“Different states have different health insurance rules. There would need to be uniformity in determining “high deductible” plans.”

“HSAs sound like they are actually a pretty good retirement savings idea, especially given the ‘never taxed’ part. First we were supposed to diversify among investment options/risk. Then it was a recommended to diversify into pre-tax and Roth as well, and now it seems like a good idea to diversify into pre-tax medical too. They always say it’s those unanticipated overwhelming medical expenses that suck up your retirement savings… If given the option, I see folks splitting some of the 6% (or whatever) they are deferring now into the HSA, not deferring more, so it would take away from 401(k), but not necessarily from overall retirement income. I think it would make recordkeeping easier if we could just add that account to the retirement plan and get used to it, the way we did with Roth.”

“I think HSAs could have an impact to the 401(k) retirement industry not sure if positive or negative at this point, however I think people are forgetting the HDHP adoption rates have been slow for example we have a client that has 1,000 employees and has offered a HDHP benefit for 3 years and currently only 86 employees are on it. As in only 86 out of 1,000 employees can save in an HSA or less than 10% of the workforce. Until the adoption rate on HDHP picks up, HSAs won’t gain significant interest.”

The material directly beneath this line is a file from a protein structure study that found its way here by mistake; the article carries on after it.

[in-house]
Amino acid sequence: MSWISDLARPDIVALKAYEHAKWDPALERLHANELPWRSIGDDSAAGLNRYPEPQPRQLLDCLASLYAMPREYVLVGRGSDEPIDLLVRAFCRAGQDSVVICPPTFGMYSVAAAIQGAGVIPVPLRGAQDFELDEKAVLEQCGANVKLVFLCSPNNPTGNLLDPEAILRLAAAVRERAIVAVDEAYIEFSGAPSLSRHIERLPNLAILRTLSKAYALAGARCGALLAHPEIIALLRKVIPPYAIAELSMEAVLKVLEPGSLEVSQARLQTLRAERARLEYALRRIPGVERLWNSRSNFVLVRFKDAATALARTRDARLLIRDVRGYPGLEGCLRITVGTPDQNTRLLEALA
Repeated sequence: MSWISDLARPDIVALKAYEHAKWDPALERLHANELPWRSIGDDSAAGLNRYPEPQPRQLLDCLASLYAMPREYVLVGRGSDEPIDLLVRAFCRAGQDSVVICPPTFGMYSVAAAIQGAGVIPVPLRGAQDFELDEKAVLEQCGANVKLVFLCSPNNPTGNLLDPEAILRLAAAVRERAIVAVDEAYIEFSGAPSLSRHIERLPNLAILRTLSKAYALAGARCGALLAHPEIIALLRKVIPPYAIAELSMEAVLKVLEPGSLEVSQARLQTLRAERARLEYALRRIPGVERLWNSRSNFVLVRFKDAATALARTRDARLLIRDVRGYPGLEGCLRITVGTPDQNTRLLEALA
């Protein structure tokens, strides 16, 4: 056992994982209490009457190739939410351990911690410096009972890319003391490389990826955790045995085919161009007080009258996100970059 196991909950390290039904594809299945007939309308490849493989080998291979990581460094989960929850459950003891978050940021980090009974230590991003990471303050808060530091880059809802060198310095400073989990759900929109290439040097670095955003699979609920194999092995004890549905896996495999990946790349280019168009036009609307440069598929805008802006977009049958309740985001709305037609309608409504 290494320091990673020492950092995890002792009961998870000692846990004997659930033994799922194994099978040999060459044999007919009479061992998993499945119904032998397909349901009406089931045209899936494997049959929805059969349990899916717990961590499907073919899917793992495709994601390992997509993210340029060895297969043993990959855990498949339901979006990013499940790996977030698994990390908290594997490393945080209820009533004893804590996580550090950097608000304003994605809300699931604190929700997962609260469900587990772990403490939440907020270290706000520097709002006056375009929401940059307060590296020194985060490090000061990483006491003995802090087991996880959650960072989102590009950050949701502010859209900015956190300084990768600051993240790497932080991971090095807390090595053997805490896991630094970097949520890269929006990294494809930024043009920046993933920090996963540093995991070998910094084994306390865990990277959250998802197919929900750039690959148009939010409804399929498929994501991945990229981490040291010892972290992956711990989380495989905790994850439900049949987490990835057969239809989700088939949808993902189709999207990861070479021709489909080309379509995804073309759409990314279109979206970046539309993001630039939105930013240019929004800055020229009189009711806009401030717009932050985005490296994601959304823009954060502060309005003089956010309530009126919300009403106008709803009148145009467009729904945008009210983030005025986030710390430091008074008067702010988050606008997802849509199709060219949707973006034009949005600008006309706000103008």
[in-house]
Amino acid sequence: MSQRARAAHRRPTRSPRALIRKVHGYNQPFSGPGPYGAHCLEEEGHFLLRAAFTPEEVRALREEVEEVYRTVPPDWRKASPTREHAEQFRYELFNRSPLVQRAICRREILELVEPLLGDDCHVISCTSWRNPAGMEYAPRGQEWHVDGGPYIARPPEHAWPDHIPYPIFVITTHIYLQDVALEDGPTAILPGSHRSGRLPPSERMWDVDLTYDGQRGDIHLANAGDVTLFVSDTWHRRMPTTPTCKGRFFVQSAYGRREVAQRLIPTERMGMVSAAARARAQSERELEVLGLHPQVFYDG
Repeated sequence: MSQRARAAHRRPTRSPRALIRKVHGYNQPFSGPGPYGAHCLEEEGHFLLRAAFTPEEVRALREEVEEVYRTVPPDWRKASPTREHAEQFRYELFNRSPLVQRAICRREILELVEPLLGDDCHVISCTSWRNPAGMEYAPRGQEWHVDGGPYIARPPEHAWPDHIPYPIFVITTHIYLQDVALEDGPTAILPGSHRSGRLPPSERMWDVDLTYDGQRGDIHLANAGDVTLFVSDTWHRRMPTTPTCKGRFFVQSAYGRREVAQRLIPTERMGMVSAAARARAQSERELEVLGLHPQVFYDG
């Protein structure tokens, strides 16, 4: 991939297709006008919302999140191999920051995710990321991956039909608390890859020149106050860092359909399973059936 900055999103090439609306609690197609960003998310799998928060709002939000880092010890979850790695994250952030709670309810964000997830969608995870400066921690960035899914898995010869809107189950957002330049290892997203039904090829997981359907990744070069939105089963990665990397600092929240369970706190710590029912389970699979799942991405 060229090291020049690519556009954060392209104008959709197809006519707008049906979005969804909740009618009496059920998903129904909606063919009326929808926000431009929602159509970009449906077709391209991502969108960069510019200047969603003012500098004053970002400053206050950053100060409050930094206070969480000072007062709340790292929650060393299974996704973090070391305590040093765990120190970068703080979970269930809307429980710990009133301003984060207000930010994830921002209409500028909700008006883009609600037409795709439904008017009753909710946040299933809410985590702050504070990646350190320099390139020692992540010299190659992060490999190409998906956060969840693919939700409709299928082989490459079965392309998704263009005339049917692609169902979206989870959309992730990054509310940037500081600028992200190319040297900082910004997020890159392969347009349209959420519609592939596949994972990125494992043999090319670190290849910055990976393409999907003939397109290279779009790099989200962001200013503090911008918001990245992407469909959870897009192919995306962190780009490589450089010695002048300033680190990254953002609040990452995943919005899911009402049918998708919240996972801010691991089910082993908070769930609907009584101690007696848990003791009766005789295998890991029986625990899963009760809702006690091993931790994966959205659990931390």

“HSAs should be incorporated into all advisors’ practices!”

And, of course, one reader noted: “Great idea, but the devil’s in the details.”

As it always is. Thanks to everyone who participated in this week’s NAPA Net reader poll!

Add Your Comments

One Comment

  1. url url'>Ryan Tiernan
    Posted March 31, 2017 at 2:49 pm | Permalink

    Regarding adoption, perhaps it is lower than anticipated when the employee is a given a choice between traditional health insurance and high deductible however, many employers are no longer offering a choice and high deductible is all they now have access to. This leads to 100% participation or results in the employee getting coverage from a spouse.

    Also regarding “different states and different definitions of a high deductible”, that is incorrect. The IRS sets the limits on what plans do and do not qualify for HDHP/HSA eligible status. This also factors in to the decision to step away from ACHA (American Health Care Act)voting. If the administration moves their focus to tax reform, thanks to the IRS interplay with HSA we still may see the limits increased.

    Finally, many people are concerned that increased limits will take a bite out of DC contributions. If 100% or even 50% of the people currently enrolled in HSAs were maximizing their contributions that could be the case but it is not. A bigger risk to 401k contributions is HSA education. When people realize how these accounts work in combating their biggest risk in retirement -healthcare – then they will begin diverting/increasing contributions. #stowitandgrowit